Aside from the obvious problem of having a sense of humour only I can appreciate, I’m glad I’ve read these books. There’s not one on the list I’ve read that I would consider a waste of time. Some, I would consider my all time favourites.How about you? How many have you read? Which were your favourites?
2 The Lord of the Rings – JRR Tolkien
3 Jane Eyre – Charlotte Bronte
4 Harry Potter series – JK Rowling
5 To Kill a Mockingbird – Harper Lee
6 The Bible
7 Wuthering Heights – Emily Bronte
8 Nineteen Eighty Four – George Orwell
9 His Dark Materials – Philip Pullman
10 Great Expectations – Charles Dickens
11 Little Women – Louisa M Alcott
12 Tess of the D’Urbervilles – Thomas Hardy
13 Catch 22 – Joseph Heller
14 Complete Works of Shakespeare
15 Rebecca – Daphne Du Maurier
16 The Hobbit – JRR Tolkien
17 Birdsong – Sebastian Faulk
18 Catcher in the Rye – JD Salinger
19 The Time Traveler’s Wife – Audrey Niffenegger
20 Middlemarch – George Eliot
21 Gone With The Wind – Margaret Mitchell
22 The Great Gatsby – F Scott Fitzgerald
24 War and Peace – Leo Tolstoy
25 The Hitch Hiker’s Guide to the Galaxy – Douglas Adams
27 Crime and Punishment – Fyodor Dostoyevsky
28 Grapes of Wrath – John Steinbeck
29 Alice in Wonderland – Lewis Carroll
30 The Wind in the Willows – Kenneth Grahame
31 Anna Karenina – Leo Tolstoy
32 David Copperfield – Charles Dickens
33 Chronicles of Narnia – CS Lewis
34 Emma -Jane Austen
35 Persuasion – Jane Austen
36 The Lion, The Witch and the Wardrobe – CS Lewis
37 The Kite Runner – Khaled Hosseini
38 Captain Corelli’s Mandolin – Louis De Bernieres
39 Memoirs of a Geisha – Arthur Golden
40 Winnie the Pooh – A.A. Milne
41 Animal Farm – George Orwell
42 The Da Vinci Code – Dan Brown
43 One Hundred Years of Solitude – Gabriel Garcia Marquez
44 A Prayer for Owen Meaney – John Irving
45 The Woman in White – Wilkie Collins
46 Anne of Green Gables – LM Montgomery
47 Far From The Madding Crowd – Thomas Hardy
48 The Handmaid’s Tale – Margaret Atwood
49 Lord of the Flies – William Golding
50 Atonement – Ian McEwan
51 Life of Pi – Yann Martel
52 Dune – Frank Herbert
53 Cold Comfort Farm – Stella Gibbons
54 Sense and Sensibility – Jane Austen
55 A Suitable Boy – Vikram Seth
56 The Shadow of the Wind – Carlos Ruiz Zafon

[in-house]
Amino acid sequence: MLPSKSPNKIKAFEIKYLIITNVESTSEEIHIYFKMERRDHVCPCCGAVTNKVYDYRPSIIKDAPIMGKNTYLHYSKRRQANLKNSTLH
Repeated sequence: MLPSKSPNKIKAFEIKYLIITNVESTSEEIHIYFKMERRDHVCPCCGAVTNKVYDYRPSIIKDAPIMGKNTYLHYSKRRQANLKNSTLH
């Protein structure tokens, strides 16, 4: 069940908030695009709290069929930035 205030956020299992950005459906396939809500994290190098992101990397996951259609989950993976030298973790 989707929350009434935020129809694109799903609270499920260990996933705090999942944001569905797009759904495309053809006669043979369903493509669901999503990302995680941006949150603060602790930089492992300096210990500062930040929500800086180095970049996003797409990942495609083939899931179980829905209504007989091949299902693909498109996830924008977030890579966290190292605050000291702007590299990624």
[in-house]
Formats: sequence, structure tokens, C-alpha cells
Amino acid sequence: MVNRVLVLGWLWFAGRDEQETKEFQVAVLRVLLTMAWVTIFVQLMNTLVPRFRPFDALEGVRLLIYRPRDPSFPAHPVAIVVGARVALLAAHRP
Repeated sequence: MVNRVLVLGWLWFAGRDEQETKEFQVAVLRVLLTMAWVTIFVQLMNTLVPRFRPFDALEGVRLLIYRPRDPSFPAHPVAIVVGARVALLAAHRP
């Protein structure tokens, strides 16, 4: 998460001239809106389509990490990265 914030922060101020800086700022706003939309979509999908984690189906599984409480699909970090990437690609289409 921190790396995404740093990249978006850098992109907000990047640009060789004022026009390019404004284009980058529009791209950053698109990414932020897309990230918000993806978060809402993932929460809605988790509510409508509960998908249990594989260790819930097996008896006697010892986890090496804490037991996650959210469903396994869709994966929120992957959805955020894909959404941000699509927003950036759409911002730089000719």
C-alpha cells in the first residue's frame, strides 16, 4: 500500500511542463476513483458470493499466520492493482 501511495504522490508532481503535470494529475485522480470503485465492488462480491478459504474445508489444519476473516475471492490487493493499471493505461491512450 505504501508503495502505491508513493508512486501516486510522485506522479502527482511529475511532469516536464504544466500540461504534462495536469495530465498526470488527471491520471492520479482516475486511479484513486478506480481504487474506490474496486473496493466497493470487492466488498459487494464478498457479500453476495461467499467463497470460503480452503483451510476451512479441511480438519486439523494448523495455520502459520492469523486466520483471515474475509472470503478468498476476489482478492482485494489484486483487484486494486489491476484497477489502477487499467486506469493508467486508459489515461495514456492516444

57 A Tale Of Two Cities – Charles Dickens
58 Brave New World – Aldous Huxley
59 The Curious Incident of the Dog in the Night-time – Mark Haddon
60 Love In The Time Of Cholera – Gabriel Garcia Marquez
66 On The Road – Jack Kerouac
67 Jude the Obscure – Thomas Hardy
68 Bridget Jones’s Diary – Helen Fielding
69 Midnight’s Children – Salman Rushdie
70 Moby Dick – Herman Melville
71 Oliver Twist – Charles Dickens
72 Dracula – Bram Stoker
73 The Secret Garden – Frances Hodgson Burnett
74 Notes From A Small Island – Bill Bryson
75 Ulysses – James Joyce (Couldn’t get through this one)
76 The Inferno – Dante
77 Swallows and Amazons – Arthur Ransome
78 Germinal – Emile Zola
79 Vanity Fair – William Makepeace Thackeray
80 Possession – AS Byatt
81 A Christmas Carol – Charles Dickens
82 Cloud Atlas – David Mitchell
83 The Color Purple – Alice Walker
84 The Remains of the Day – Kazuo Ishiguro
85 Madame Bovary – Gustave Flaubert
86 A Fine Balance – Rohinton Mistry
87 Charlotte’s Web – E.B. White
88 The Five People You Meet In Heaven – Mitch Albom
89 Adventures of Sherlock Holmes – Sir Arthur Conan Doyle
90 The Faraway Tree Collection – Enid Blyton
91 Heart of Darkness – Joseph Conrad
92 The Little Prince – Antoine De Saint-Exupery
93 The Wasp Factory – Iain Banks
94 Watership Down – Richard Adams
95 A Confederacy of Dunces – John Kennedy Toole
96 A Town Like Alice – Nevil Shute
97 The Three Musketeers – Alexandre Dumas
98 Hamlet – William Shakespeare
99 Charlie and the Chocolate Factory – Roald Dahl
100 Les Miserables – Victor Hugo
As children, my brothers and I were raised to believe that two of the worst social crimes we could commit, were showing-off and dobbing. When we became adolescents these crimes morphed to become sarcasm/condescension and gossip. I believe it’s this upbringing that has lead to my distaste for post-modernist navel gazing and jargon.
You can imagine then, how tense I become when I contemplate writers festivals. A room full of people who are used to being the cleverest in the room and who all have the words to prove it. Sometimes, I have trouble just deconstructing the schedule of events and I have even less chance of figuring out, from the (supposedly) descriptive blurb, what might be taking place within select workshops.
The Emerging Writers Festival (EWF) event that took place in Sydney on the 7th of November, was not an example of one of those events. The timetable was sharp, clear, easily read and eminently comprehensible. The location was easy to get to and provided lots of parking (What can I say? I’m a simple person and I appreciate the little things). The presenters were generally funny, smart, self-deprecating people who appreciated the invitation to present.